- OPEC+ may reduce output to support oil prices.
- Iran’s nuclear program deal is at a standstill.
- Oil prices increase after a drop in US crude oil inventories.
The possibility of output reduction, the partial suspension of a US refinery, and growing supply fears due to delays in Russian exports drove up crude oil (CL) futures prices on Thursday.
By 04:00 GMT, Brent crude had increased by 59 cents, or 0.6%, to $101.81 per barrel, while US West Texas Intermediate crude had increased by 42 cents, or 0.4%, to $95.31 per barrel.
After the Saudi energy minister hinted that the Organization of the Petroleum Exporting Countries and its partners, known as OPEC+, may reduce output to support prices, both crude oil benchmark contracts reached three-week highs on Wednesday.
Additionally, efforts to reach a deal on Iran’s nuclear program are still at a standstill, raising doubts about any resumed exports.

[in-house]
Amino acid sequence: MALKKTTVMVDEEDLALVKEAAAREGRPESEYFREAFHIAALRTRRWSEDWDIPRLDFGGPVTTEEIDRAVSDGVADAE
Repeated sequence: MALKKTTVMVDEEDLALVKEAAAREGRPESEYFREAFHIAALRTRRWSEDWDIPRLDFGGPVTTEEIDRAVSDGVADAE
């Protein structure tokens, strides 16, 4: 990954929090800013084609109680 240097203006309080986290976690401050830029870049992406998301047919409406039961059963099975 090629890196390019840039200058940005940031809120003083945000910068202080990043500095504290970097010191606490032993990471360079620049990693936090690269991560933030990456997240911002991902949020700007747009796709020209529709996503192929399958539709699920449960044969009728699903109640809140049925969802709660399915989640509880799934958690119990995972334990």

According to OPEC sources who spoke to Reuters, should Tehran reach a nuclear agreement with major powers, any cuts by OPEC+ are expected to coincide with the return of Iranian oil to the market.
The largest oil consumer in the world, the United States, said on Wednesday that BP had shut down specific units at its Whiting, Indiana, refinery as a result of an electrical fire. The 430,000 barrel per day plant is a significant fuel provider to Chicago and the central United States. This is bound to cause a tight supply in the US.
The upward pressure on prices was further increased by declining US crude and product stocks. In the week ending August 19, oil stockpiles dropped by 3.3 million barrels or more than double what analysts had predicted in a Reuters poll for a 933,000-barrel decline.
Gasoline stocks in the United States decreased less than anticipated during the week, prompting concerns that domestic demand may still be in trouble. The outlook for oil demand is also anticipated to be negatively impacted by worries about a possible US recession, particularly as US interest rates continue to increase.
The net speculative prices for crude oil in the US have been downtrend for the past few months. In light of recent recession worries, it is understandable why investors are reducing their positions. A pivot in the Fed’s monetary policy might be among the few things that could reverse this trend.